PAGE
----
About

me   

I am an Assistant Professor in the Department of Political Science at Duke University. I am also an associate member of Nuffield College, University of Oxford, and of CAGE, University of Warwick. My research interests lie at the boundary of political economy, political behavior, and political sociology. 

You can reach me at: daniel-stegmueller[at]duke.edu

Publications

Book

Who wants What? Preferences for Redistribution in Comparative Perspective (with David Rueda). Forthcoming, 2019. Cambridge Studies in Comparative Politics series, Cambridge University Press .

Peer-review journal articles

Local Union Organization and Lawmaking in the U.S. Congress [with Michael Becher]. Journal of Politics 80(2), 2018. [paper] [preprint] [bibtex]

Models of Other-Regarding Preferences, Inequality and Redistribution [with Matthew Dimick and David Rueda]. Annual Review of Political Science 21, 2018. [paper] [preprint] [bibtex]

The Altruistic Rich? Inequality and Other-Regarding Preferences for Redistribution in the US [with Matthew Dimick and David Rueda]. Quarterly Journal of Political Science 11(4), 2016. [paper] [preprint] [bibtex]

The Externalities of Inequality: Fear of Crime and Preferences for Redistribution in Western Europe [with David Rueda]. American Journal of Political Science 60(2), 2016. [paper] [preprint] [bibtex]

Religion and Redistributive Voting in Western Europe, Journal of Politics 75(4), 2014. [paper] [preprint] [bibtex]

Bayesian hierarchical age-period-cohort models with time-structured effects. An application to religious voting in the US, 1972-2008. Electoral Studies 33, 2014. [paper] [preprint] [bibtex]

Modeling changing preferences. A Bayesian robust dynamic latent ordered probit model. Political Analysis 21(3), 2013. [paper] [preprint] [bibtex]

Religion and Preferences for Redistribution in Western Europe. Assessing the role of religion. European Sociological Review 28(4), 2012. [paper] [preprint] [bibtex]

Apples and Oranges? The Problem of Equivalence in Comparative Research Political Analysis 19(4), 2011. [paper] [preprint] [bibtex]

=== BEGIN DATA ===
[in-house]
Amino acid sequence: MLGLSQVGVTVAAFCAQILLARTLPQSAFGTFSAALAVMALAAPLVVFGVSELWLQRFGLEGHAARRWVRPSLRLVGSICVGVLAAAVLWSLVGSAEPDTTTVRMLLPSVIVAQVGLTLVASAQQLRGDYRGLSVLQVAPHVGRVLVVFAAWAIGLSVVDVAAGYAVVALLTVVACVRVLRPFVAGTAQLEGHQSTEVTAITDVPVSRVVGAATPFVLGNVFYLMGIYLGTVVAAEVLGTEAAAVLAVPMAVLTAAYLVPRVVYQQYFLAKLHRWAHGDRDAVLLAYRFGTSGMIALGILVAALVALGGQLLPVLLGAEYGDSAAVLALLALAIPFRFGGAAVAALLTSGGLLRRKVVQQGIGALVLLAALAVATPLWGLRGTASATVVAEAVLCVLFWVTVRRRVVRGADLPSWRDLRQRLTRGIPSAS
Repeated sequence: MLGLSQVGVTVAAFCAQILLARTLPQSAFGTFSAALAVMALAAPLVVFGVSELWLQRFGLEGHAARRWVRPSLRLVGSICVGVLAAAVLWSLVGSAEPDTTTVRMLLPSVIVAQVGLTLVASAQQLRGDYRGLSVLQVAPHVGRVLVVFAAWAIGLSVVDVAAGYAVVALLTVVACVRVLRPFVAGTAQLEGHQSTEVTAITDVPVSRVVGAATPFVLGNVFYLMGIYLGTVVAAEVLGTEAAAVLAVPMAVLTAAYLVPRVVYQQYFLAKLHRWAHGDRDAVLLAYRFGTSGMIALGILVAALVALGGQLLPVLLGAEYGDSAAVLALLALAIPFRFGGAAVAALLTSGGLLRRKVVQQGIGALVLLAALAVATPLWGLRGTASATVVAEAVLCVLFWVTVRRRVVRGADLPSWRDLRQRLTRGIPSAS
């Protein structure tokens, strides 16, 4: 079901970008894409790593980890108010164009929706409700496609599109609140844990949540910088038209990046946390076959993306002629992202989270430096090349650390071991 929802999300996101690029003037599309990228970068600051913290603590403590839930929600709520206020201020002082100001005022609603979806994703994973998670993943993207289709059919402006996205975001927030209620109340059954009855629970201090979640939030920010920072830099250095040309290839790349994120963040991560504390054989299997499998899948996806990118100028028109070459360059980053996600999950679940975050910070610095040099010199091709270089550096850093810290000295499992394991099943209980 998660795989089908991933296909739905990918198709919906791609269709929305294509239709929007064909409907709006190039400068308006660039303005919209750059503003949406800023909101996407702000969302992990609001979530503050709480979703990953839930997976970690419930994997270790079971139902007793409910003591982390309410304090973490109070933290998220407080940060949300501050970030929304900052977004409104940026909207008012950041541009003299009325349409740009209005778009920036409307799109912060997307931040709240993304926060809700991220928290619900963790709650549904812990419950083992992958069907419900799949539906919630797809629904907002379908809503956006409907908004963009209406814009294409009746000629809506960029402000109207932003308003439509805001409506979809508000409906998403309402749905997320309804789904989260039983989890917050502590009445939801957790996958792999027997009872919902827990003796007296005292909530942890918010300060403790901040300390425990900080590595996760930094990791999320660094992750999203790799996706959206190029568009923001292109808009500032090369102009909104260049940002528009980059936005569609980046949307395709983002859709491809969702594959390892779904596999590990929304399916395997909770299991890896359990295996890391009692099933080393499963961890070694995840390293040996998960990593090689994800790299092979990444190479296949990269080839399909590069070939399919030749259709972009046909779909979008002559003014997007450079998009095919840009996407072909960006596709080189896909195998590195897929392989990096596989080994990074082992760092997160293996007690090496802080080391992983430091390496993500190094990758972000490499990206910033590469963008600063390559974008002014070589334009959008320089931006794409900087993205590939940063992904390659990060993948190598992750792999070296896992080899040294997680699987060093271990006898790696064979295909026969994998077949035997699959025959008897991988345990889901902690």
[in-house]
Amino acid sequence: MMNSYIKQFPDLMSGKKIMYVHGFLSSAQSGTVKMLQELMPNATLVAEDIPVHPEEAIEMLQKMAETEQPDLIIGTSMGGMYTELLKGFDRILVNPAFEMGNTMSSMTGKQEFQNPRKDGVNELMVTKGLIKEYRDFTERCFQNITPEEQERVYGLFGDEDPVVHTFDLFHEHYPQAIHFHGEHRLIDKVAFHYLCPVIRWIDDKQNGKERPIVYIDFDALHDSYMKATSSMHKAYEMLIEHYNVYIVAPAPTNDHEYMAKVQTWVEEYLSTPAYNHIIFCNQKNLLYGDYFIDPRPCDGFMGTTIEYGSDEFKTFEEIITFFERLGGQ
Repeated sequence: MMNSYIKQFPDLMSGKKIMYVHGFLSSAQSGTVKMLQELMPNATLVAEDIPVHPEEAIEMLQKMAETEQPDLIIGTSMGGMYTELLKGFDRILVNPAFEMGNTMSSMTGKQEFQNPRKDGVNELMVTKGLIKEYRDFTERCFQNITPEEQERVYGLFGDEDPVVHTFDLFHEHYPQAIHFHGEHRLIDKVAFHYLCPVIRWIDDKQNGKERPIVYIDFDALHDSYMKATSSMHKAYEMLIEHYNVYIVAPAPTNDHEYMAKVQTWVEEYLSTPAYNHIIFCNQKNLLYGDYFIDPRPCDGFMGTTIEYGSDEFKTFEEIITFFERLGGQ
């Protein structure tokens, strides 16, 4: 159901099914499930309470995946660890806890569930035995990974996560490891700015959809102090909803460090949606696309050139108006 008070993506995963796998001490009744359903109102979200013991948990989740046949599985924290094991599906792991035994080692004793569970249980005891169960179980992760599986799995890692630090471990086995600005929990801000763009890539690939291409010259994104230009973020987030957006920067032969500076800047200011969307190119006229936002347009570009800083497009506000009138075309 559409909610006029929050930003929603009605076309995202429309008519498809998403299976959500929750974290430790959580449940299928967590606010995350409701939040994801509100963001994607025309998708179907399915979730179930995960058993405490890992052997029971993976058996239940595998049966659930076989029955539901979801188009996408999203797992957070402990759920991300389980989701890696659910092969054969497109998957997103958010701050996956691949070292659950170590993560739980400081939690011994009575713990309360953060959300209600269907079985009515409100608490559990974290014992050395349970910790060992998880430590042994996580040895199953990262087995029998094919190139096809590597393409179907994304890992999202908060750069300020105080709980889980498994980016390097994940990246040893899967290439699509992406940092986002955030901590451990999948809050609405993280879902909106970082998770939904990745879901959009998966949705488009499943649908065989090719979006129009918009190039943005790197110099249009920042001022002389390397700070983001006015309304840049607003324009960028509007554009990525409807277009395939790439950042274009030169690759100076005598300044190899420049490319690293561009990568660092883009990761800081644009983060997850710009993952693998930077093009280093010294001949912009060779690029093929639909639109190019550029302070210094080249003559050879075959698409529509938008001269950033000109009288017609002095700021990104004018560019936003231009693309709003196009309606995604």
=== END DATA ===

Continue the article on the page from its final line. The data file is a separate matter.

The Individual Level Dynamics of Bounded Partisanship [with A. Neundorf and T. Scotto] Public Opinion Quarterly 75(3), 2011. [paper] [preprint] [bibtex]

Work in progress...

Global Economic Shocks, Local Institutions, and Political Responsiveness [with Michael Becher] [PDF]

Tax Progressivity and Redistribution [with Matthew Dimick and Pablo Beramendi]. February 2019. [PDF]

Labor unions and unequal representation [with Michael Becher]. January 2019. [PDF]

Cognitive Ability, Union Membership, and Turnout [with Michael Becher]. January 2019. [PDF]

Demand for Redistribution and Left Parties in Industrialized Democracies: The Influence of Income and Risk on Voting [with David Rueda]. Latest version: August 2018. [PDF]

The Political Geography of the Eurocrisis [with Pablo Beramendi]. Latest version: June 2017. [PDF]

Rational mobilization of ideological group members in elections. Theory and Evidence [with Michael Becher]. [PDF]

Cognitive Ability, Labor Markets, and Social Policy Preferences [with Matthew Dimick]. Latest version: April 2016.

Explaining social policy preferences: The effects of cognitive and noncognitive skills. [PDF]

The Political Economy of Coordination in Industrialized Democracies. A New Look at an Entangled Relationship [with David Rueda].

Curriculum Vitae

Latest CV here

Teaching

Upcoming courses

Advanced Bayesian Models for the Social Sciences. ICPSR Summer Program. Ann Arbor, August 2019.

POLSCI 690. Models for Hierarchical and Time Series Cross Section Data. Duke, Fall 2019.

 

Current Courses

Political Economy Core. Duke, Spring 2019. [syllabus]

 

Past Courses

POLSCI 748 Introduction to Causal Inference. Duke, Fall 2018.

POLSCI 146 Politics and Economics. Duke.

POLSCI 733 Advanced Regression. Duke.

Advanced Bayesian Models. University of Mannheim.

Regression designs and their applications. University of Mannheim.

Quantitative Methods in Political Science. University of Mannheim.

Models for Categorical Data. University of Mannheim.

Introduction to Missing Data. University of Mannheim.

Modeling heterogeneity in cross-sectional and panel data. Essex Summer School.